The peanut butter was priced at $2.99 for 18 oz of a brand-name product. If you buy in bulk, you might reduce that to as little as $2 (according to my online research of warehouse club store prices). An off-brand of peanut butter does not save you much money. Is it just me, or has peanut butter jumped in price lately? That amount of peanut butter allows for about 3.7 tablespoons per week. That’s enough for a couple of slices of toast or one PB sandwich.
I could have included more PB in the kit; it is a cheap source of protein at just over 2.3 cents per gram of protein. But legumes are an even cheaper source of protein at about one cent per gram of protein.
I used lentils to calculate the nutritional content of the dried legumes. But you can substitute any dried beans, dried peas, or dried chickpeas. These are all good sources of stored protein. The price of dried legumes varies quite a bit. On the low end, I found dried beans and dried peas in the range of $0.95 to $1.19 per pound. I used $1.09 for the price in the kit (times 4 lbs).
The sugar is priced based on a 4-lb package. If you use an average of 5 tablespoons of sugar a day, the total is about 4 lbs per month. Sugar can be added to the bread recipe, or you can add it to pasta (with some oil) or to rice.
The $50 30-day kit is higher in protein than the $20 20-day kit. The latter has 52 grams of protein per day, and the former has 73 grams of protein per day. US RDA for protein is 46 g/day for adult women and 56 g/day for adult men. But most Americans eat closer to 100 grams of protein per day. The value of 73 g/day is more than sufficient.
When a diet is based mainly on grains, such as wheat and rice, the total protein should be sufficient for good health. However, the amount of lysine in that protein becomes an issue. Most grains are somewhat deficient in the essential amino acid lysine. To increase the lysine content of this food kit, I chose whole eggs and dried legumes. Another good sources of lysine is soynuts. They store well and are an enjoyable snack food (but are somewhat pricy).
The kit provides 85% of the ideal amount of lysine, based on the Institute of Medicine’s recommendations on essential amino acids (5.1% of total protein as lysine). But it provides more than 95% of the recommended amount of lysine, based on the U.N.’s Food and Agriculture Organization standards (4.5% of total protein). So that 85% value is more than sufficient.
Originally, I had thought to include potatoes in the food kit. Potatoes seem inexpensive when you consider the cost per unit weight: 5 lbs for just a few dollars. But the amount of calories and protein that you get in those 5 lbs is surprisingly low: only 360 kcal and 9.7 g of protein per lb. That’s useful as a diet food, but not enough nutrition per dollar for prepping and survival purposes.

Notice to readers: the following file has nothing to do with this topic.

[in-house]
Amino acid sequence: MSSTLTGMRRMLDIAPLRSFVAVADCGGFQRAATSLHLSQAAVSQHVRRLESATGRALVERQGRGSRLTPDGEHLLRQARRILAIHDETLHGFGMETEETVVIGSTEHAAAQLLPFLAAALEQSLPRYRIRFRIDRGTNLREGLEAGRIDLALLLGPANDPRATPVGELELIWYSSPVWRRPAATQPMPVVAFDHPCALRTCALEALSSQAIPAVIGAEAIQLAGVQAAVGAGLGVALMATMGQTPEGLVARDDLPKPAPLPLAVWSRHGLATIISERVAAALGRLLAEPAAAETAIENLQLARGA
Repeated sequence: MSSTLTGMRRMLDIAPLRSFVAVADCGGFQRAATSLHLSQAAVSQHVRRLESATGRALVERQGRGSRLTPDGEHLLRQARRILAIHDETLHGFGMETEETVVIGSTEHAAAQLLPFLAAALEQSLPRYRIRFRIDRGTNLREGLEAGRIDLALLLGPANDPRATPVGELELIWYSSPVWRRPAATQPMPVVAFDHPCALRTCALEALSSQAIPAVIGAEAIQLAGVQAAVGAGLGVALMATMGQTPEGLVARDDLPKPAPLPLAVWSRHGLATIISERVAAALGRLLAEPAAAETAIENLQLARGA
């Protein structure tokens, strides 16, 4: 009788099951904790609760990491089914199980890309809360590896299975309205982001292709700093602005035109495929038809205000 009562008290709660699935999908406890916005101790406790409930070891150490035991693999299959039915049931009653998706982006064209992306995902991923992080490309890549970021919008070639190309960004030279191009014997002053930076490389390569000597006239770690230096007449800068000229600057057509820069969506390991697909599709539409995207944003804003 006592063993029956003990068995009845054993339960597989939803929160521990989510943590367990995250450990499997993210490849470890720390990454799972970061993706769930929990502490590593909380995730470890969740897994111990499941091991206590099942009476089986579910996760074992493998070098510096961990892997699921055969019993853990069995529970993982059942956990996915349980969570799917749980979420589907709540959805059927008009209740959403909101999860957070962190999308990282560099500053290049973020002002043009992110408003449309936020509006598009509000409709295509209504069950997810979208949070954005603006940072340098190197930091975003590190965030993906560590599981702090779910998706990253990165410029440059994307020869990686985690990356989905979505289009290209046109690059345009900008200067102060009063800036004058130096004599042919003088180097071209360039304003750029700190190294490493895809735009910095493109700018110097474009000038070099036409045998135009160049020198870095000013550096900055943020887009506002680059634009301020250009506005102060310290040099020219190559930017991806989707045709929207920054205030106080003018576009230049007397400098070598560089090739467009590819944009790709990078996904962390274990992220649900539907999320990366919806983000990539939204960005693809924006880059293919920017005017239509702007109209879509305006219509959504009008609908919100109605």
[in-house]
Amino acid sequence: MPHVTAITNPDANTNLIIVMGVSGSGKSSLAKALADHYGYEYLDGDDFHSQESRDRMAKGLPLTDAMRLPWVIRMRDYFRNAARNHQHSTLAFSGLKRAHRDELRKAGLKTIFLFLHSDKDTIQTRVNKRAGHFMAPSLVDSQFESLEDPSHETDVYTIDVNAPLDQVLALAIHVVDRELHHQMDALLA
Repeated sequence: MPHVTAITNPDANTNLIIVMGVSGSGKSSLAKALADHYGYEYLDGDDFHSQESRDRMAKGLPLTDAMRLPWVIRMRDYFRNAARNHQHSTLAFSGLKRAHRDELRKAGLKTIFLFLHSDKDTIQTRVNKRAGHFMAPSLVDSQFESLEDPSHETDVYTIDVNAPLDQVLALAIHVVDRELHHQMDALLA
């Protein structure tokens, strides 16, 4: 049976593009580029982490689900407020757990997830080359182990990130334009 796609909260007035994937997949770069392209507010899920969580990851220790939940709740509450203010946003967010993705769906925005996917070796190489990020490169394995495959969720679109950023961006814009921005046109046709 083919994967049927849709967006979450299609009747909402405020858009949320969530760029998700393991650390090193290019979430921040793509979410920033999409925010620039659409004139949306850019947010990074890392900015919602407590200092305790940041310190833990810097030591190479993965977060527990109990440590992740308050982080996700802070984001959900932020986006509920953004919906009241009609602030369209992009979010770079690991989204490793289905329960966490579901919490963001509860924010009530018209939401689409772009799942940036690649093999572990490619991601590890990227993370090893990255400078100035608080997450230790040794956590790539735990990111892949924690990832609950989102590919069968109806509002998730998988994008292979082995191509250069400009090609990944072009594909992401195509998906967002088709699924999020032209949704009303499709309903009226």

Keep in mind that this kit is presented as an “emergency food kit”. It contains enough protein, fat, and carbohydrates for survival and good health, but it does NOT contain enough vitamins and minerals. I suggest storing a vitamin and mineral supplement. I also suggest that you have a small garden to provide some fruits and vegetables.
This kit was designed as a way to provide protein, fat, and carbohydrates in case a short-term disaster prevents you from buying food at the local supermarket. I assumed, in designing the kit, that you have some food in your kitchen to use along with the kit: some canned fruits and vegetables, some frozen vegetables, condiments, spices, vinegar, etc. These food items will not contribute much in the way of protein, fat, and carbohydrates, but they make the food taste better and increase the vitamin, mineral, and fiber content of your meals.
In addition to whatever food you store for prepping purposes (in a basement, for example), you should keep your freezer, refrigerator, and pantry well-stocked. This will help you through short-term food-related SHTF scenarios with a greater variety of food choices.
Which disasters might disrupt or interrupt the food supply? That is the subject of my next post. Stay tuned.
SOURCE : prep-blog.com
Other useful resources:
Survive The End Days (Biggest Cover Up Of Our President)
Survival MD (Best Post SHTF Medical Survival Guide Ever)
Blackout USA (EMP survival and preparedness guide)
Bullet Proof Home (A Prepper’s Guide in Safeguarding a Home )
Backyard Innovator (All Year Round Source Of Fresh Meat,Vegetables And Clean Drinking Water)
Conquering the coming collapse (Financial advice and preparedness )
Liberty Generator (Easy DIY to build your own off-grid free energy device)
Backyard Liberty (Easy and cheap DIY Aquaponic system to grow your organic and living food bank)
Family Self Defense (Best Self Defense Strategies For You And Your Family)
Sold Out After Crisis (Best 37 Items To Hoard For A Long Term Crisis)